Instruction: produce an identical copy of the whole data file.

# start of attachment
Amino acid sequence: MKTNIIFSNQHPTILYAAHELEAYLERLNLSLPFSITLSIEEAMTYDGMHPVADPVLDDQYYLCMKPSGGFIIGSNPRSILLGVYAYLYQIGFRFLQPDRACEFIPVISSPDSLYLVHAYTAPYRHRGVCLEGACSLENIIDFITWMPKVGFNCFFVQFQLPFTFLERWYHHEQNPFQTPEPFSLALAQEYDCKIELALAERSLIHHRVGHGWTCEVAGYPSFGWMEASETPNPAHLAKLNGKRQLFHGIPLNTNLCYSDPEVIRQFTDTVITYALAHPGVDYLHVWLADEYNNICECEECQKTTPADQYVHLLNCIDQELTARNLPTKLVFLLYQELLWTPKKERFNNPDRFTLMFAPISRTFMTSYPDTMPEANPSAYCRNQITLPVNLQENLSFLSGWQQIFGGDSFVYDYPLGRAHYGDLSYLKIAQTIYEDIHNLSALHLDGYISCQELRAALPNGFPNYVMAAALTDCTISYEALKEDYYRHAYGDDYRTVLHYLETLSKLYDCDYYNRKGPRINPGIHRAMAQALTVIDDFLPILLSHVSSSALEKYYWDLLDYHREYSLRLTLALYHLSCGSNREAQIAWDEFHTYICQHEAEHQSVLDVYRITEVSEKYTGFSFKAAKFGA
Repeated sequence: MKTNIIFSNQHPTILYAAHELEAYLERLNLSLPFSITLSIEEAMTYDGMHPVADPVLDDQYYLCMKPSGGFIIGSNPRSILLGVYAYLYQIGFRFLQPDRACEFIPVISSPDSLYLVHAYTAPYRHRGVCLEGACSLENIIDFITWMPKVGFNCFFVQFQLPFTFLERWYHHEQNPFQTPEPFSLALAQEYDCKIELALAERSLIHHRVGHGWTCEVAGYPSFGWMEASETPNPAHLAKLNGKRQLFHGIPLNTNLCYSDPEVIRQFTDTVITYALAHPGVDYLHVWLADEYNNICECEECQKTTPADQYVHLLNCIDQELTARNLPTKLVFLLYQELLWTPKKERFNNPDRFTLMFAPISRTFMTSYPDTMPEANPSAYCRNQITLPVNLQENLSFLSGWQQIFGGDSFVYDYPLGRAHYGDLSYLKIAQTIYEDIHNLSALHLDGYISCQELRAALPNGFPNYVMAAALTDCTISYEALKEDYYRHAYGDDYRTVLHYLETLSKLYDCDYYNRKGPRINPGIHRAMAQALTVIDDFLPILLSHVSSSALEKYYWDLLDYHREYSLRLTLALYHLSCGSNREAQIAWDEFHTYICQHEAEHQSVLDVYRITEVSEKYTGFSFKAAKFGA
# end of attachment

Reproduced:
Amino acid sequence: MKTNIIFSNQHPTILYAAHELEAYLERLNLSLPFSITLSIEEAMTYDGMHPVADPVLDDQYYLCMKPSGGFIIGSNPRSILLGVYAYLYQIGFRFLQPDRACEFIPVISSPDSLYLVHAYTAPYRHRGVCLEGACSLENIIDFITWMPKVGFNCFFVQFQLPFTFLERWYHHEQNPFQTPEPFSLALAQEYDCKIELALAERSLIHHRVGHGWTCEVAGYPSFGWMEASETPNPAHLAKLNGKRQLFHGIPLNTNLCYSDPEVIRQFTDTVITYALAHPGVDYLHVWLADEYNNICECEECQKTTPADQYVHLLNCIDQELTARNLPTKLVFLLYQELLWTPKKERFNNPDRFTLMFAPISRTFMTSYPDTMPEANPSAYCRNQITLPVNLQENLSFLSGWQQIFGGDSFVYDYPLGRAHYGDLSYLKIAQTIYEDIHNLSALHLDGYISCQELRAALPNGFPNYVMAAALTDCTISYEALKEDYYRHAYGDDYRTVLHYLETLSKLYDCDYYNRKGPRINPGIHRAMAQALTVIDDFLPILLSHVSSSALEKYYWDLLDYHREYSLRLTLALYHLSCGSNREAQIAWDEFHTYICQHEAEHQSVLDVYRITEVSEKYTGFSFKAAKFGA
Repeated sequence: MKTNIIFSNQHPTILYAAHELEAYLERLNLSLPFSITLSIEEAMTYDGMHPVADPVLDDQYYLCMKPSGGFIIGSNPRSILLGVYAYLYQIGFRFLQPDRACEFIPVISSPDSLYLVHAYTAPYRHRGVCLEGACSLENIIDFITWMPKVGFNCFFVQFQLPFTFLERWYHHEQNPFQTPEPFSLALAQEYDCKIELALAERSLIHHRVGHGWTCEVAGYPSFGWMEASETPNPAHLAKLNGKRQLFHGIPLNTNLCYSDPEVIRQFTDTVITYALAHPGVDYLHVWLADEYNNICECEECQKTTPADQYVHLLNCIDQELTARNLPTKLVFLLYQELLWTPKKERFNNPDRFTLMFAPISRTFMTSYPDTMPEANPSAYCRNQITLPVNLQENLSFLSGWQQIFGGDSFVYDYPLGRAHYGDLSYLKIAQTIYEDIHNLSALHLDGYISCQELRAALPNGFPNYVMAAALTDCTISYEALKEDYYRHAYGDDYRTVLHYLETLSKLYDCDYYNRKGPRINPGIHRAMAQALTVIDDFLPILLSHVSSSALEKYYWDLLDYHREYSLRLTLALYHLSCGSNREAQIAWDEFHTYICQHEAEHQSVLDVYRITEVSEKYTGFSFKAAKFGA